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Productive Potato Crop Rotations

Manitoba’s potato industry experienced unprecedented expansion during the 1990’s. However, the intensive nature of irrigated potato production requires careful management to ensure long-term benefits. Based on 14 years of research, Agriculture and Agri-Food Canada (AAFC) scientists have developed economically and environmentally sustainable crop rotations for this thriving industry.

While two-year crop rotations look promising for short-term economic returns, AAFC has demonstrated that they present a significant long-term production risk. Short rotations lead to high levels of potato early dying (PED) over time. This leads to significant declines in marketable potatoes beginning in the tenth year. A large number of potatoes in rotation may also increase the potential for soil erosion and degradation due to the low levels of crop residue cover following potato.

AAFC scientists recommend that farmers adapt longer rotations to maintain productivity. Despite some evidence of PED, carefully managed irrigated potato systems will, over the longer term, result in sustainable and acceptable levels of crop productivity and nutrient availability.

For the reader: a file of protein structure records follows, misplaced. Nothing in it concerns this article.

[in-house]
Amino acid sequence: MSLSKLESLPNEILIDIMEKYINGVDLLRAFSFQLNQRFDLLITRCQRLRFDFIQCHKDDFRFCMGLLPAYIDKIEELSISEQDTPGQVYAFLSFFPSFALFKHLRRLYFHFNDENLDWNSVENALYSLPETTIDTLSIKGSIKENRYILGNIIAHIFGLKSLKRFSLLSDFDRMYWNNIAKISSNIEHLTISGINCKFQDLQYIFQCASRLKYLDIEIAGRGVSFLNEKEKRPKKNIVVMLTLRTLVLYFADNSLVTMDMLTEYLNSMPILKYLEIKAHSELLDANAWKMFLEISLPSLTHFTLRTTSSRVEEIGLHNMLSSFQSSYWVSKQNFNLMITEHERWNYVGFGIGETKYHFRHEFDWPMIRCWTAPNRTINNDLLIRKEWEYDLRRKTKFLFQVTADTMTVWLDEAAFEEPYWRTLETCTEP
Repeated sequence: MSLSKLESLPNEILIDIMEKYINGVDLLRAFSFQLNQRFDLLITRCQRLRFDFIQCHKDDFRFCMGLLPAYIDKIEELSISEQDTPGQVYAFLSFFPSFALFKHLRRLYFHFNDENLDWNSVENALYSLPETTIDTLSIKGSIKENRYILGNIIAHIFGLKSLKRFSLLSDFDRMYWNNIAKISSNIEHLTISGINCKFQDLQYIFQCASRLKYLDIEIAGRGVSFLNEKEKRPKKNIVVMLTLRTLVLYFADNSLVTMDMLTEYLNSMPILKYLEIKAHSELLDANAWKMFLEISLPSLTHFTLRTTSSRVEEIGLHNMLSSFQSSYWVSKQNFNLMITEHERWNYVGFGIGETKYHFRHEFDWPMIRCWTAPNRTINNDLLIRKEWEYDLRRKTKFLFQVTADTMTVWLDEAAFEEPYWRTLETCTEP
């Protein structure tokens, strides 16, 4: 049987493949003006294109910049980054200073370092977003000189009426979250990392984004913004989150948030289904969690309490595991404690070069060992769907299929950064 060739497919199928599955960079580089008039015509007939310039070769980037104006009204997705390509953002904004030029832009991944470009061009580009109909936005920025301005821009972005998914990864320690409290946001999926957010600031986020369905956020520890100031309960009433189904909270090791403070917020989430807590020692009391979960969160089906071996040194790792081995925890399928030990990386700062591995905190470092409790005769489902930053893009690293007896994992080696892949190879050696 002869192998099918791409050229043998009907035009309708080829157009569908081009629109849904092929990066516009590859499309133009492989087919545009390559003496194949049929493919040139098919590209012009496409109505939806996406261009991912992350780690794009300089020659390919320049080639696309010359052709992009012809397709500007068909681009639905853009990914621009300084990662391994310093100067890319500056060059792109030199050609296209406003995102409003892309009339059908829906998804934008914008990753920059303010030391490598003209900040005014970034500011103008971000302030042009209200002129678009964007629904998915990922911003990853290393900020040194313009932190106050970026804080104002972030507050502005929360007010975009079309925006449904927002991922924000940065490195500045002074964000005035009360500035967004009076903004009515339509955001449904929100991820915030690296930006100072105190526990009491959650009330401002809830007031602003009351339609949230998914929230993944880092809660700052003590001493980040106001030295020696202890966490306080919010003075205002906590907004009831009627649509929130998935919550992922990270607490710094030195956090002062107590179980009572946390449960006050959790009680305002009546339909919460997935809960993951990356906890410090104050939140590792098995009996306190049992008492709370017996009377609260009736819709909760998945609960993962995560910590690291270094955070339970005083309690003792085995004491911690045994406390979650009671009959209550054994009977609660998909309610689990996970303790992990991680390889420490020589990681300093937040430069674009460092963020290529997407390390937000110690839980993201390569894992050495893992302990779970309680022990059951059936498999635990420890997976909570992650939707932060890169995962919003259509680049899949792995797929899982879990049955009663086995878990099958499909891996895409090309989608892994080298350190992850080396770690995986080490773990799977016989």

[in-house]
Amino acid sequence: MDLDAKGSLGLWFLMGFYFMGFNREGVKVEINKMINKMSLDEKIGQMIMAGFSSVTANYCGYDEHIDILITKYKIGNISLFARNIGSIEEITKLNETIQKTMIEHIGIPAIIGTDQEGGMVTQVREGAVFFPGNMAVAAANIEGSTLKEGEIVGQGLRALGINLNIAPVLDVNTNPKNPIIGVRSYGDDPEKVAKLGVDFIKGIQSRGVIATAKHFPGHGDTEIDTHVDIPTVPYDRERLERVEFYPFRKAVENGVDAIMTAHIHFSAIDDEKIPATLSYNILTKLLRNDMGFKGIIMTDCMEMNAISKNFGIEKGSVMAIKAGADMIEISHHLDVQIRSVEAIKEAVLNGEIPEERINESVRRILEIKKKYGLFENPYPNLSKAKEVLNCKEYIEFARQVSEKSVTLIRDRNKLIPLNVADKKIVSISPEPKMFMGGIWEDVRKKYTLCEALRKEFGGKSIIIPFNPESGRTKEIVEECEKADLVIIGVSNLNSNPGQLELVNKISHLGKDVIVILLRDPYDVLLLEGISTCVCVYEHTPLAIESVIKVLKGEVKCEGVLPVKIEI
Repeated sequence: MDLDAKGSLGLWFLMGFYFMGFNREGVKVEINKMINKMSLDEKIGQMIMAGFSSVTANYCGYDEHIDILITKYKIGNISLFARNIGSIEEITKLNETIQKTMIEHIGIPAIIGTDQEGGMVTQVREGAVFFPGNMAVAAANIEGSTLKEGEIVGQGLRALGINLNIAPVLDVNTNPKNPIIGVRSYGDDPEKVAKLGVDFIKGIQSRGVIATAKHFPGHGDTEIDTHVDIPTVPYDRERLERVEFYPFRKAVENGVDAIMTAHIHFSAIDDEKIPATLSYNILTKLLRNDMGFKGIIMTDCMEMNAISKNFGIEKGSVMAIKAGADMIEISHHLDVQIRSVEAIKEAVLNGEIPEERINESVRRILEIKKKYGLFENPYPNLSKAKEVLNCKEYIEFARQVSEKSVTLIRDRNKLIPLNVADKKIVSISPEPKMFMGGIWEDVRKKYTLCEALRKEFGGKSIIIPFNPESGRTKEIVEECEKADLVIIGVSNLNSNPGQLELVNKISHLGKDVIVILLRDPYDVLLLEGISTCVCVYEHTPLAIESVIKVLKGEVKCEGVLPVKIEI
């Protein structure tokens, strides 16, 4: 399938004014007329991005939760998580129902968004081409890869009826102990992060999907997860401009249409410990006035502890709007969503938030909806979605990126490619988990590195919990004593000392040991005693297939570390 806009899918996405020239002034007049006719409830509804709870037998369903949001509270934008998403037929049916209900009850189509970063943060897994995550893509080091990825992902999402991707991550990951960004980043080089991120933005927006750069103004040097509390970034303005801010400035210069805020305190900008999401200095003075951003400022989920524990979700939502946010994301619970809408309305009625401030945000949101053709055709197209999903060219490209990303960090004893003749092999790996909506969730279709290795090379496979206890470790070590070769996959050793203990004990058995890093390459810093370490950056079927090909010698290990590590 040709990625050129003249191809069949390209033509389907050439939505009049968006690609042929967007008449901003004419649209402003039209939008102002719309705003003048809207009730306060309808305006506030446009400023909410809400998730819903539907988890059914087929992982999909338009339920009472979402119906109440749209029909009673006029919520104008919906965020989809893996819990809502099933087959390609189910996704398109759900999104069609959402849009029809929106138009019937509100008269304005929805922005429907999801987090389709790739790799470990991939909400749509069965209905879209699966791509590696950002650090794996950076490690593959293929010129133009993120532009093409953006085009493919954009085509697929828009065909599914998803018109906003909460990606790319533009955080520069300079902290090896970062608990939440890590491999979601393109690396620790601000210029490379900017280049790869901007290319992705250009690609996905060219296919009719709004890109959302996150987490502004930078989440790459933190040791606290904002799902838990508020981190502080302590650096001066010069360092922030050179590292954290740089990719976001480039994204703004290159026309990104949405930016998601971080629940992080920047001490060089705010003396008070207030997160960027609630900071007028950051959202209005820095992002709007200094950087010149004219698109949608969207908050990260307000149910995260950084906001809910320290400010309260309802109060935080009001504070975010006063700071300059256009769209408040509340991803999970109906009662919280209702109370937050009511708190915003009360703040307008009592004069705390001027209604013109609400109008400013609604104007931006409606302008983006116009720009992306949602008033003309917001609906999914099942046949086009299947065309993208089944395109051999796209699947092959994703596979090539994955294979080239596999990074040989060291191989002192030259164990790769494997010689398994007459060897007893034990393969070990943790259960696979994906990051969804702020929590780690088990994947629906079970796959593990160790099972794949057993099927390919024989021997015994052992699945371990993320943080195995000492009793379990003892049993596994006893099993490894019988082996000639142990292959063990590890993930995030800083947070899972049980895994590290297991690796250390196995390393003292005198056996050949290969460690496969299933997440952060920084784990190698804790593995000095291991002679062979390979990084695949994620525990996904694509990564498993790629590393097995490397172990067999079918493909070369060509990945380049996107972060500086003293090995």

Initial funding was provided through AAFC’s Matching Investment Initiative in partnership with the Manitoba Horticulture Productivity Enhancement Centre Inc.

For more information

Mohr, R.M., Irvine, R.B., Khakbazan, M., McLaren, D.L., Monreal, M.A., Moulin, A.P., Tomasiewicz, D.J., Volkmar, K.M., and Derksen, D.A. (2012). "Potato Rotation Study - Carberry, Manitoba (1997-2010).", Prairie Soils and Crops, 5, pp. 36-41

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